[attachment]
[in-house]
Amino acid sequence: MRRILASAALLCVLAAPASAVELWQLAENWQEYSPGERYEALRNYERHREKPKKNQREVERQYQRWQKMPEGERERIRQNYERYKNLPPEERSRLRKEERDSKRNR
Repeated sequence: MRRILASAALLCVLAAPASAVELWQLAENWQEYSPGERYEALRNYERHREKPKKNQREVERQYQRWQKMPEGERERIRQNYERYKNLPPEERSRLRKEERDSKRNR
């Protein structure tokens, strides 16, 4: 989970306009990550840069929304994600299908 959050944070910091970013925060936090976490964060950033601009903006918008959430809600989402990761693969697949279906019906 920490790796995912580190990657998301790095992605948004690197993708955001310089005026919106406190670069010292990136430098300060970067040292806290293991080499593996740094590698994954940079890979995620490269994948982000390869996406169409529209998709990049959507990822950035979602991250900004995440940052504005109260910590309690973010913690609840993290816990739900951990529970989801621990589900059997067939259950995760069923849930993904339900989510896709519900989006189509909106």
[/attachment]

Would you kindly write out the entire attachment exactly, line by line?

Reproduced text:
[in-house]
Amino acid sequence: MRRILASAALLCVLAAPASAVELWQLAENWQEYSPGERYEALRNYERHREKPKKNQREVERQYQRWQKMPEGERERIRQNYERYKNLPPEERSRLRKEERDSKRNR
Repeated sequence: MRRILASAALLCVLAAPASAVELWQLAENWQEYSPGERYEALRNYERHREKPKKNQREVERQYQRWQKMPEGERERIRQNYERYKNLPPEERSRLRKEERDSKRNR
């Protein structure tokens, strides 16, 4: 989970306009990550840069929304994600299908 959050944070910091970013925060936090976490964060950033601009903006918008959430809600989402990761693969697949279906019906 920490790796995912580190990657998301790095992605948004690197993708955001310089005026919106406190670069010292990136430098300060970067040292806290293991080499593996740094590698994954940079890979995620490269994948982000390869996406169409529209998709990049959507990822950035979602991250900004995440940052504005109260910590309690973010913690609840993290816990739900951990529970989801621990589900059997067939259950995760069923849930993904339900989510896709519900989006189509909106």